The Tzohar rabbinical organization has come under fire on social media recently over their “Tikkun Leil Shavuot,” an annual event in which Tzohar hosts Jewish learning throughout the night during the festival of Shavuot.
The event, which will take place at the “Tzavta” cultural and arts center in Tel Aviv, will involve both religious and secular speakers to encourage Jews from all walks of life to take part in Torah study. However, those criticizing the group allege that Tzohar – excluded the Reform and the Conservative movements, by deliberately not inviting their representatives to the night of learning.
The left-wing activists attacking Tzohar are encouraging those who agreed to participate or speak at the event to cancel their attendance until those in charge of the night include the non-Orthodox.
Dr. Tomer Persico, a lecturer on Comparative Religion in Tel-Aviv University and at the Schechter Institute in Jerusalem – who did not participate in the Zohar’s night of learning last year – took to his Facebook page to publicize his reason for not attending:
“Tzohar is a private organization, and they are allowed to invite who they want to their events. However, the event claims to form ‘a mosaic of the Israeli Jew under the want of bringing together, in order to show the beauty of the entire spectrum.’ But, when 7% of Israelis identify themselves as part of the Reform or Conservative movements, their exclusion from the event gives a clear message: you are not part of the Israeli mosaic.”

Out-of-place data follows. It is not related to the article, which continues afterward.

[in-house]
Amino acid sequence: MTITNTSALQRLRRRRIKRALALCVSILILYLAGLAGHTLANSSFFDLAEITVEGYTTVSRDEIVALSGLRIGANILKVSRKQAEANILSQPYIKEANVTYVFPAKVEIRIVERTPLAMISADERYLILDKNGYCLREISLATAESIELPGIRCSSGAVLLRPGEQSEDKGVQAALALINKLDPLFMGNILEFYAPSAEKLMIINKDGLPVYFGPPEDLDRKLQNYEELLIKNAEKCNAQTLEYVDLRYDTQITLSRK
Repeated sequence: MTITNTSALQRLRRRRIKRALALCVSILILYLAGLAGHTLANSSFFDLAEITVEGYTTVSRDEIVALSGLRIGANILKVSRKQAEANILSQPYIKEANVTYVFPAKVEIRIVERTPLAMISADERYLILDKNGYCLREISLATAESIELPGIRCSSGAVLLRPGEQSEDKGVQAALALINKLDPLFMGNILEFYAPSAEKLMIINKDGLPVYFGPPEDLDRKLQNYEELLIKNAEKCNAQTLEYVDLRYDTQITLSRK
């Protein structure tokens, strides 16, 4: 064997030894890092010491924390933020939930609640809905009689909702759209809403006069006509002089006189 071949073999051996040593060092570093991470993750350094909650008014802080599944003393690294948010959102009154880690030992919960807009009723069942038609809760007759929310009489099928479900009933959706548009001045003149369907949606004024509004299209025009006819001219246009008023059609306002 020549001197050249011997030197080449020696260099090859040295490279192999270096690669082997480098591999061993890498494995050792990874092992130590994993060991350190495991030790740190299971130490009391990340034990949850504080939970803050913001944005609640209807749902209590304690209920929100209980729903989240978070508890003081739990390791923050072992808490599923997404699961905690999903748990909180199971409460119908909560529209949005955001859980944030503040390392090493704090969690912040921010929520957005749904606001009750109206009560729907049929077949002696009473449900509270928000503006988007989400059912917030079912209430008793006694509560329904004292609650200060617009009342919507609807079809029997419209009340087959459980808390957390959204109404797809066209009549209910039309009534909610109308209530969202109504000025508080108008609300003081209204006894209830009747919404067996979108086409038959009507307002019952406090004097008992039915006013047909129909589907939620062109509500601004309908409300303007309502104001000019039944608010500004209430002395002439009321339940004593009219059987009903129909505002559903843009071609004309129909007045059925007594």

The Tzohar organization responded by saying “the Tzohar organization has coordinated the 'Tikkun Leil Shavuot' for many years in order to reach tens of thousands of people across the country. The events successfully connect all the people of Israel, secular and religious, women and men to have discussions on select and central issues that pertain to the life of the Jew in every generation.
"The rabbis of the organization and important members of Israeli society from all factions, successfully debate issues together in critical subjects that can only happen because of those who come to hear, to agree, and to argue.
"We regret that there are those who choose to hurt that very unity even though they are welcome to the event and would be able to contribute to our discussions."